• The Duro-Last Cool Zone system can often be installed over an existing roof, reducing waste, landfill space and disposal costs. Oak Ridge National Laboratories (ORNL - http://www.ornl.gov) recently estimated that 9-10 million tons of non-recyclable roofing waste is sent to U.S. landfills every year
• Duro-Last offers a “Recycle Your Roof” program, which can reduce disposal costs of existing PVC roof membrane tear-offs when a tear-off is required.
• At the end of its life as a roof, the Duro-Last Cool Zone roofing system can be recycled into other useful products such as specialty flooring (as demonstrated by Oscoda Plastics Inc., Duro-Last’s sister company) and other products.
Endurance That Passes the Test of Time
In terms of High-Performance Roofing, endurance is the ultimate reflection of the performance of every roofing component in terms of reliability, water absorption, wind and fire resistance, maintenance, and repair. No matter how “cool” or “green” a roof is, it still has to protect the building – for years – in all types of weather – a reality that is sometimes neglected in sustainability discussions.
If you're looking for a roof that will last, consider our track record. More than one billion square feet of Duro-Last membrane have been installed throughout the U.S. since the late 1970s – and many of these roofs are still in service. What makes a Duro-Last Cool Zone roofing system so durable? Each roof we make is:
• Resistant to water, fire, chemicals, grease, and punctures
• Able to stand up to all types of weather – including high winds and extremes of hot and cold
• Virtually maintenance free, unlike other roof materials that may require regular patching and repairs
• Reinforced with a high-density weft-insertion scrim for exceptional strength and durability
• Confidently backed by the industry’s best warranties. Duro-Last protects commercial and industrial building owners with either a 15-year full warranty or a 20-year prorated warranty. Both are transferable, and both provide maximum protection. Our standard warranty includes coverage for consequential damages that result from defects in the Duro-Last material and/or installation.
Not only does a Duro-Last Cool Zone roof perform well over the years, it can actually help extend the useful life of other building components. By keeping moisture out while reflecting ultraviolet (UV) and infrared (IR) radiation, it can help to protect underlying insulation and the roofing substrate from deterioration.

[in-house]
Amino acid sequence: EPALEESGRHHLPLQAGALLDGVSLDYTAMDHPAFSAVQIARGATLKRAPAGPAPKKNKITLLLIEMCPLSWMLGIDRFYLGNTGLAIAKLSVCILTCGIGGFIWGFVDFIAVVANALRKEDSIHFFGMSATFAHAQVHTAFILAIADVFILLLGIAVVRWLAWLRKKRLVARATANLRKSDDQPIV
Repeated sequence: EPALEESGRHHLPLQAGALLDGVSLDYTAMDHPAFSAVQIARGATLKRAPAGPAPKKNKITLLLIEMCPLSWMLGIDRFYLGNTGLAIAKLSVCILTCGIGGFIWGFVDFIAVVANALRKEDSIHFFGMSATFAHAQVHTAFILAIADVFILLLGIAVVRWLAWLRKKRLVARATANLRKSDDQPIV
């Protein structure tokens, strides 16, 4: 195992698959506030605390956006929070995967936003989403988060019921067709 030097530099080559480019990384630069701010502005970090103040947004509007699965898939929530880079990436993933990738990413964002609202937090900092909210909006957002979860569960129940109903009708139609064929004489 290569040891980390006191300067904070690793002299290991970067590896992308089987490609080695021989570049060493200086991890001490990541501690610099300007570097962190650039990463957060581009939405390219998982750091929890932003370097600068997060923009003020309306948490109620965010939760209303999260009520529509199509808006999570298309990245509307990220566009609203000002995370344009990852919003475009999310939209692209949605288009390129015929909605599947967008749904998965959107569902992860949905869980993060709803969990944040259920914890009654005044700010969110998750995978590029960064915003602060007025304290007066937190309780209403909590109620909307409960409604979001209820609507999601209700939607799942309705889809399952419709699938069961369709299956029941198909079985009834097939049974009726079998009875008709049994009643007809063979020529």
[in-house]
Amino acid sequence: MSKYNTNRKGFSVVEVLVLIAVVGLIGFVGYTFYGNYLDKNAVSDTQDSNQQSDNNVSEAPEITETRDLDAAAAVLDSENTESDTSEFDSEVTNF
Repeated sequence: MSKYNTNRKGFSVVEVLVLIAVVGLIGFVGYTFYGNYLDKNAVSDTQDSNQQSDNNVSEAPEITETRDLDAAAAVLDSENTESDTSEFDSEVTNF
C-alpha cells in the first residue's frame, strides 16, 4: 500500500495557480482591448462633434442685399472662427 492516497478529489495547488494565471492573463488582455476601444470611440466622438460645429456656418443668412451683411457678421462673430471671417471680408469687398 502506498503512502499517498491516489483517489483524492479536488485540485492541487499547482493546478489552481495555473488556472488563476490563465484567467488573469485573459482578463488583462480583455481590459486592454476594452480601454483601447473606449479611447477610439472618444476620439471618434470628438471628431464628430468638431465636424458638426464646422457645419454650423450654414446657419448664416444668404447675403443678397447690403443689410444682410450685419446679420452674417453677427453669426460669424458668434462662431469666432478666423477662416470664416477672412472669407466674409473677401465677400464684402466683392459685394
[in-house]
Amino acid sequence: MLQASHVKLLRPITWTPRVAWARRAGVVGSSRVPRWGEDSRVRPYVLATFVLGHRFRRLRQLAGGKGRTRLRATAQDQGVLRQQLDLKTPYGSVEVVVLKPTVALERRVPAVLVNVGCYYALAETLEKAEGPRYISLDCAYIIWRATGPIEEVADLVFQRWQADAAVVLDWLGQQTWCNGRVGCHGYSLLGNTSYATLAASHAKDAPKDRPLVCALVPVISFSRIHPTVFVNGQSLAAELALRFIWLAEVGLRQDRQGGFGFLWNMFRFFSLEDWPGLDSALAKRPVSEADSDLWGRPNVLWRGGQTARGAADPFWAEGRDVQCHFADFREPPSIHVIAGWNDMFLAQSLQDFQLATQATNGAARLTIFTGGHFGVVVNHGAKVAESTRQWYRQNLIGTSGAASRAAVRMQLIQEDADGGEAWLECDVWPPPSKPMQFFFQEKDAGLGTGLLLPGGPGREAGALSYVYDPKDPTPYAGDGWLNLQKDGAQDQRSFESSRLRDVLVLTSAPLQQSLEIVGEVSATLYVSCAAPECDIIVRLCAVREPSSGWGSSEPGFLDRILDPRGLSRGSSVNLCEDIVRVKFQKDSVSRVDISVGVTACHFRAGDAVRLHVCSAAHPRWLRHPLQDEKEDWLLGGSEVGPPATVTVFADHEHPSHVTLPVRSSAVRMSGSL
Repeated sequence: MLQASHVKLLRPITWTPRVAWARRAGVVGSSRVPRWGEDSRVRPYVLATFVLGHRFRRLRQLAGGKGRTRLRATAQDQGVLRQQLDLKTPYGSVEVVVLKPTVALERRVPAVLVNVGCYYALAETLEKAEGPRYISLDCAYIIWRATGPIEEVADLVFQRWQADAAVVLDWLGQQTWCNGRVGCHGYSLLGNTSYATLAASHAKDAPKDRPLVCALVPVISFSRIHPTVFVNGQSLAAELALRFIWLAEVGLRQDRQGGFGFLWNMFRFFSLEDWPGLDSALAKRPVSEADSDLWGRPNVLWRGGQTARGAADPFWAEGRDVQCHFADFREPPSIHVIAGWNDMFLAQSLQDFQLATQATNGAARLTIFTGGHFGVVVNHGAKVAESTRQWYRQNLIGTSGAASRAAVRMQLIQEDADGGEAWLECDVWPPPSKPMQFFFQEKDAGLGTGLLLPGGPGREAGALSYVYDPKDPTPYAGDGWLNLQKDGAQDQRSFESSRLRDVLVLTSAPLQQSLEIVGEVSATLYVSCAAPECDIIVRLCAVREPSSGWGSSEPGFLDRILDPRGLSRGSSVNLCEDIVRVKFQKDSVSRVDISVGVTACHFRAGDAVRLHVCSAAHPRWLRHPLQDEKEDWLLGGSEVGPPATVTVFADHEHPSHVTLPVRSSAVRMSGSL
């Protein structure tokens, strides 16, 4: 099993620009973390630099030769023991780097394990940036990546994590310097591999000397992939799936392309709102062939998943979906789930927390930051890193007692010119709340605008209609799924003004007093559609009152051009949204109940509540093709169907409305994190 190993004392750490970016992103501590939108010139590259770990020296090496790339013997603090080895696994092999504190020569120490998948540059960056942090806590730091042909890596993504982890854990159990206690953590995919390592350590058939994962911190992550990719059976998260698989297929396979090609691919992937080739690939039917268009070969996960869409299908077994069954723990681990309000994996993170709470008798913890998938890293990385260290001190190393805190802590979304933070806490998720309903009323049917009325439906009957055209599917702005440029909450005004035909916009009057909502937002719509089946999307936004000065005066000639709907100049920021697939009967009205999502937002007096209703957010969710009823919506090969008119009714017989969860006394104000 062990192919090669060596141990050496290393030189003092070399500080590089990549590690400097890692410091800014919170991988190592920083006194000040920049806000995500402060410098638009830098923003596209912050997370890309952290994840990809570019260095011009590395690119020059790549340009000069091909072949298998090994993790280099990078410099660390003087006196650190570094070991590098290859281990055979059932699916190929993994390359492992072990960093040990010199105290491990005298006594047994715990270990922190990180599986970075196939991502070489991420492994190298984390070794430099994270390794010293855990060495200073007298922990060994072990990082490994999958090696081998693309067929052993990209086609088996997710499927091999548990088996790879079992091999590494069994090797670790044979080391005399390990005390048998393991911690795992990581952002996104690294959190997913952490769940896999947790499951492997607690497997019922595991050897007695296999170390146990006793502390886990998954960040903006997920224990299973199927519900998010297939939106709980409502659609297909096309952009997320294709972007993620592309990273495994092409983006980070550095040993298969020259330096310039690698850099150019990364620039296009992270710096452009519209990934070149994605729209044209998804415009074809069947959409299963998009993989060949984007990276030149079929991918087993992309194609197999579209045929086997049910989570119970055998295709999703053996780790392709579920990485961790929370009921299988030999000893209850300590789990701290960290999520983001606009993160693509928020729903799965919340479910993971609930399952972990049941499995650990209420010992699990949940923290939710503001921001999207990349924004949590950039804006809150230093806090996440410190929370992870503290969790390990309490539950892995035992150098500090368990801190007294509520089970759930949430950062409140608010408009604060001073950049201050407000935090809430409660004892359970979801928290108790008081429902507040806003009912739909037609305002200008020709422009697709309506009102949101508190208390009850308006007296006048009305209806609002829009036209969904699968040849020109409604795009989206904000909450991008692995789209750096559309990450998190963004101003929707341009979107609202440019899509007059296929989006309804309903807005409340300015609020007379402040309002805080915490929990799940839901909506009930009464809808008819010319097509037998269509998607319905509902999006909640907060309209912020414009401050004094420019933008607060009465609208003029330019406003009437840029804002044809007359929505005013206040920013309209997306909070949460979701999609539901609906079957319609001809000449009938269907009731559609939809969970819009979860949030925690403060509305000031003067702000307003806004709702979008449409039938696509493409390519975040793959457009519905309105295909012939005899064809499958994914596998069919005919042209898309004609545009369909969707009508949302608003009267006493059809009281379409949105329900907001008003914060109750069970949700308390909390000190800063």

To help promote Endurance for the long-term, building owners should ensure that a new roof:
• Is properly designed for the location, climate, roof deck and type of building
• Is installed professionally. Defective workmanship accounts for roughly 30 percent of roofing failures
• Has physical properties that will stand the test of time: solar reflectance and emittance, tensile strength, water absorption, fire resistance, wind uplift, elongation and thermal expansion, dynamic puncture resistance and resistance to rooftop contaminants such as acid rain and air pollution
• Is inspected and maintained regularly. This includes limiting the access and traffic on the roof
Better Economics over the Long Haul
While some types of roofing may have lower initial costs, the true costs of a roofing system are measured over its total life cycle. These include maintenance and repair costs, energy savings, and tear-off and disposal costs. Clearly, economics is a very important criterion for building owners, and High-Performance Roofing systems must be economical if they are to become viable, real-world options.
A Duro-Last Cool Zone roofing system delivers excellent life-cycle economics.
Key benefits include:
• Reduced installation costs through custom factory prefabrication
• Low maintenance and repair costs
• Protection from interior damage costs through leak-proof performance
• Elimination of extended warranty costs
• Savings incurred through reduced energy consumption, and related rebates or incentives
In 2004 – before the most recent energy price increases – a 20-year comparison was prepared with the help of independent Midwest roofing contractors. The objective was to compare the life-cycle costs of a High-Performance Roofing system – in this case, a prefabricated white PVC single-ply – with popular black EPDM and BUR systems for a fully-warranted, 50,000 square-foot re-roof in the Midwest. This hypothetical comparison clearly demonstrates the impact that an energy-efficient, High-Performance Roof can have over time.
Expert Engineering Enables Long-Lasting, Money-Saving Performance
Smart, coordinated engineering and design is not only the essential enabler for the other “E’s” of High-Performance Roofing, it is the key to what the Department of Energy calls “whole-building design,” which integrates all the subsystems and parts of the building to work more effectively together from “cradle to cradle.”
Stringent measures help ensure that the highest level of quality control is implemented throughout the manufacturing process. From raw material selection to job site delivery, at least 14 different Duro-Last personnel inspect, evaluate, and qualify the materials and processes that are used to produce the Cool Zone roofing system.
Every Cool Zone roof is engineered as a completely integrated system, prefabricated to the exact measurements of each building. Not only is up to 85 percent of membrane seaming completed in a factory-controlled environment, roof stacks, flashings, and edge details are also completed at the factory and shipped to the building site as part of the complete roofing system. The few remaining seams are then hot-air welded on-site by an approved contractor and inspected by a Duro-Last technical representative before a warranty is issued.
Thanks to the precision fabrication of the Cool Zone roofing system, installation is much faster and less disruptive than for a typical “roll-goods” roof. The installation process is quiet, with no noxious fumes or flames, so building occupants can continue with their regular routines.